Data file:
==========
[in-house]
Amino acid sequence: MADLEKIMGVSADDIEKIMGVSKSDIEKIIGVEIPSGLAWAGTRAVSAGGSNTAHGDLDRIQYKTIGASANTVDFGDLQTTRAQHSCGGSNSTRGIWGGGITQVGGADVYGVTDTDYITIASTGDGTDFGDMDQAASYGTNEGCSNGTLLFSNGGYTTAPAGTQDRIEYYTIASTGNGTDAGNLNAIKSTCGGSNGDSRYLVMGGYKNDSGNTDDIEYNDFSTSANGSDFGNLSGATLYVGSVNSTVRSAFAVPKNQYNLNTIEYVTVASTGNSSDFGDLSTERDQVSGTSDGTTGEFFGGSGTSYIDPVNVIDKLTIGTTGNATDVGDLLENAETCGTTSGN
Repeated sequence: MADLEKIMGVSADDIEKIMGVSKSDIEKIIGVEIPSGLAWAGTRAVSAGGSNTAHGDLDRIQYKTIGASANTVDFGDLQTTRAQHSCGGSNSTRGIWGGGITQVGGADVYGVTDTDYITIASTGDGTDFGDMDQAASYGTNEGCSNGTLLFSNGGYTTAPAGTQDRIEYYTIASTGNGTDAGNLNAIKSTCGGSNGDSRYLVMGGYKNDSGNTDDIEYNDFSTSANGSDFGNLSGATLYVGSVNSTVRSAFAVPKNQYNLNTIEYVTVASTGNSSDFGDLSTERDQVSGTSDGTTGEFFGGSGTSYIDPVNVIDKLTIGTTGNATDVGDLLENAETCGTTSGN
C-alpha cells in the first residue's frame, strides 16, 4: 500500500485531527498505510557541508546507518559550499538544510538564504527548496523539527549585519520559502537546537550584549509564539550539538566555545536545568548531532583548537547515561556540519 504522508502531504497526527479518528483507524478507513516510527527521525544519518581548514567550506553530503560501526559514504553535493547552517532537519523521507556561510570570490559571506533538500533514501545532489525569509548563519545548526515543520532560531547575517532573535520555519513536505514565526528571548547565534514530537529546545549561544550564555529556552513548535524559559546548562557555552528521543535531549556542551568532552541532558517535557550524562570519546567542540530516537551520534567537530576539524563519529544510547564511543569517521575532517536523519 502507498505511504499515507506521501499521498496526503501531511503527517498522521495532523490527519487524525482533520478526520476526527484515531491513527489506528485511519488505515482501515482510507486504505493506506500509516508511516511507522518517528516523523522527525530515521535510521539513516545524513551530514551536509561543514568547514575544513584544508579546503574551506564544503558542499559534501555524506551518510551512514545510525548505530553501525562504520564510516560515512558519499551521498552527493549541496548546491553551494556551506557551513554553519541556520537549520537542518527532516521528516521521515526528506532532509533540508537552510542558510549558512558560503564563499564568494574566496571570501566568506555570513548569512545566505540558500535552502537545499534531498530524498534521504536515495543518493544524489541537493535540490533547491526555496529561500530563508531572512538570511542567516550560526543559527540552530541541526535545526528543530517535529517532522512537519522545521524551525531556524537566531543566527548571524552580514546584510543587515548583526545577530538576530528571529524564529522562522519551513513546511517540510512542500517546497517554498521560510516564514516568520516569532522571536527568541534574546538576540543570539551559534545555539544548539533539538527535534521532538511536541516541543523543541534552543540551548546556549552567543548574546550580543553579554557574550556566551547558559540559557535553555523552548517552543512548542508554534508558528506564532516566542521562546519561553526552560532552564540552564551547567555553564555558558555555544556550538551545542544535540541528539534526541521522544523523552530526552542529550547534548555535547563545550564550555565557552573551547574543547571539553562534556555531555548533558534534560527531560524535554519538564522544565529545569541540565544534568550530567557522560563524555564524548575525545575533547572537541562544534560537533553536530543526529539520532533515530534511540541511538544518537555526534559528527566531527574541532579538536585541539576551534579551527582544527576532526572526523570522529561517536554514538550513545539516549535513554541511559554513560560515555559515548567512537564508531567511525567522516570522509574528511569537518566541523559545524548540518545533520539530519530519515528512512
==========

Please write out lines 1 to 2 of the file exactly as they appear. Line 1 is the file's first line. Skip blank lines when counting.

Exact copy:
[in-house]
Amino acid sequence: MADLEKIMGVSADDIEKIMGVSKSDIEKIIGVEIPSGLAWAGTRAVSAGGSNTAHGDLDRIQYKTIGASANTVDFGDLQTTRAQHSCGGSNSTRGIWGGGITQVGGADVYGVTDTDYITIASTGDGTDFGDMDQAASYGTNEGCSNGTLLFSNGGYTTAPAGTQDRIEYYTIASTGNGTDAGNLNAIKSTCGGSNGDSRYLVMGGYKNDSGNTDDIEYNDFSTSANGSDFGNLSGATLYVGSVNSTVRSAFAVPKNQYNLNTIEYVTVASTGNSSDFGDLSTERDQVSGTSDGTTGEFFGGSGTSYIDPVNVIDKLTIGTTGNATDVGDLLENAETCGTTSGN